New York Laws Protect Residents Against Bedsores

Bedsores, which are also known as pressure sores or decubitus ulcers, may sound simple enough — they’re caused by pressure against the skin in patients who cannot easily move in their beds or chairs. But the effects of bedsores can be dangerous and even deadly: it was complications from a bedsore that killed actor Christopher Reeve, and they continue to be a threat for anyone who spends time in a nursing home.

In the earliest stage, a bedsore can appear as a slight discoloration of the skin. If left untreated, bedsores can become open wounds, and in later stages can result in significant tissue damage, extending all the way down to the bone.

Because bedsores are much easier to prevent than to treat, New York state health law requires nursing homes to ensure that residents do not develop bed sores, or if they do have them, to ensure that they receive the necessary treatment.

A second law allows residents (or in many cases, their families) to sue if the facility does not provide them with the care they were entitled to under law.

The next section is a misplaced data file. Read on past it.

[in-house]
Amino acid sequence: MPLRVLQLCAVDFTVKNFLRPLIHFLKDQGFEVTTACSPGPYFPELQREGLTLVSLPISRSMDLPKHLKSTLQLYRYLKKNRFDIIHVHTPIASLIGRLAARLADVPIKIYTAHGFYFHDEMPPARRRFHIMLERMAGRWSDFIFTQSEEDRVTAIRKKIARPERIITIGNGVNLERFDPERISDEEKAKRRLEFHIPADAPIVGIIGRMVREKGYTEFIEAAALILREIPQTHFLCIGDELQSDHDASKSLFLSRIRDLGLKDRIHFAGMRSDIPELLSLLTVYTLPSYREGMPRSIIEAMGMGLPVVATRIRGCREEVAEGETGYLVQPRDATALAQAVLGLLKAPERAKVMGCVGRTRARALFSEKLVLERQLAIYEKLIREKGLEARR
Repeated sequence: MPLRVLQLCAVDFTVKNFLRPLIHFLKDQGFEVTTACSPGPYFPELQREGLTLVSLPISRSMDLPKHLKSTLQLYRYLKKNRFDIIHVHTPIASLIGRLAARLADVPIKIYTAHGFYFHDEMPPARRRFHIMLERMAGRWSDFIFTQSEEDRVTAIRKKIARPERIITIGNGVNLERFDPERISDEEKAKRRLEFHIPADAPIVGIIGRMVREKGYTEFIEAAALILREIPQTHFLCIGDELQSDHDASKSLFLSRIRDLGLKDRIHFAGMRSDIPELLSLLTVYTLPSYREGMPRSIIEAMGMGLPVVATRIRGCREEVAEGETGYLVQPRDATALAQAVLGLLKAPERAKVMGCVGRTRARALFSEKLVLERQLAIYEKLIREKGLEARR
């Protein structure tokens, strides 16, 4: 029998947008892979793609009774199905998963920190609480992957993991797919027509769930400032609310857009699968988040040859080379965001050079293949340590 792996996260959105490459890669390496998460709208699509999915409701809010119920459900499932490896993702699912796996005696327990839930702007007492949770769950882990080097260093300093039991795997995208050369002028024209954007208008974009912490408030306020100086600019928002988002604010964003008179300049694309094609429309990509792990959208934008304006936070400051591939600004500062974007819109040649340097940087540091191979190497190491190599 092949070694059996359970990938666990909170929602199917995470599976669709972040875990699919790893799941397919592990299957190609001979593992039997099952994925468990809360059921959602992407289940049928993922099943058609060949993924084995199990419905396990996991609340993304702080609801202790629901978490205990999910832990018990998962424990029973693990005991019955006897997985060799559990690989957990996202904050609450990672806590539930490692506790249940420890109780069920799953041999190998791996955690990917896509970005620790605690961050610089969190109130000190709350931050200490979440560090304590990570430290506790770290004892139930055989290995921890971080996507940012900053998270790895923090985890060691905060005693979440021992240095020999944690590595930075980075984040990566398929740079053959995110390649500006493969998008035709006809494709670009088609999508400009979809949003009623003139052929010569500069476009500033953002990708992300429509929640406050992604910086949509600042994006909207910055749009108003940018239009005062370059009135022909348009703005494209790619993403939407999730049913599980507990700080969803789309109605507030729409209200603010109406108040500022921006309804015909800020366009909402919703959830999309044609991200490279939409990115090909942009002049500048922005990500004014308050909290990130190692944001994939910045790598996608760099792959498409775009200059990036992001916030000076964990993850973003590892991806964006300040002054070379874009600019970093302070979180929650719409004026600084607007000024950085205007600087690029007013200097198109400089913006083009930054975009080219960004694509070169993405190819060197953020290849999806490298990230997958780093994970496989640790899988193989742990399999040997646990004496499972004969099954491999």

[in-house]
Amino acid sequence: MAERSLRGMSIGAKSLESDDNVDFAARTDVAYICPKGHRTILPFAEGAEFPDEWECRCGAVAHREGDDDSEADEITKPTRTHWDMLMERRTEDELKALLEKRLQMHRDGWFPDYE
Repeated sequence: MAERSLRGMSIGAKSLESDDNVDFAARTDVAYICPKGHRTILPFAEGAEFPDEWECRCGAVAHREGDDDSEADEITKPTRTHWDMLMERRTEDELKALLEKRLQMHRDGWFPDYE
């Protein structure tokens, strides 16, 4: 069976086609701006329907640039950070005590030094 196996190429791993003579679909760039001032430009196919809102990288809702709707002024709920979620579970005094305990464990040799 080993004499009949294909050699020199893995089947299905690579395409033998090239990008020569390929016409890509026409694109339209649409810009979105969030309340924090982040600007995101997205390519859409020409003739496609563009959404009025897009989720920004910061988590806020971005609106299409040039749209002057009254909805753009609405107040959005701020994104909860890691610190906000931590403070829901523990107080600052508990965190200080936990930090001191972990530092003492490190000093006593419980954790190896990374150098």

New York bedsore attorneys use these two laws to help protect New York nursing home residents by holding the facilities responsible if bed sores do develop. These legal rights are in addition to any other rights to sue that the patient may have, such as bringing a suit alleging nursing home negligence.

New York nursing home patients who bring a personal injury lawsuit under these laws are entitled to compensatory damages — monetary awards to help pay for the costs of treating the patient for the bed sores. By law, this compensation must be equal to at least 25 percent of the cost of the nursing home for every day the bed sores existed.

Nursing homes can defend against these suits by proving that they exercised all reasonable care in preventing the injury. This makes it important to have an experienced pressure sore attorney represent the patient’s rights in these cases.

If you have a family member who has suffered from bed sores while in a nursing home, talk to a lawyer who has handled nursing home injury cases about your loved one’s legal rights.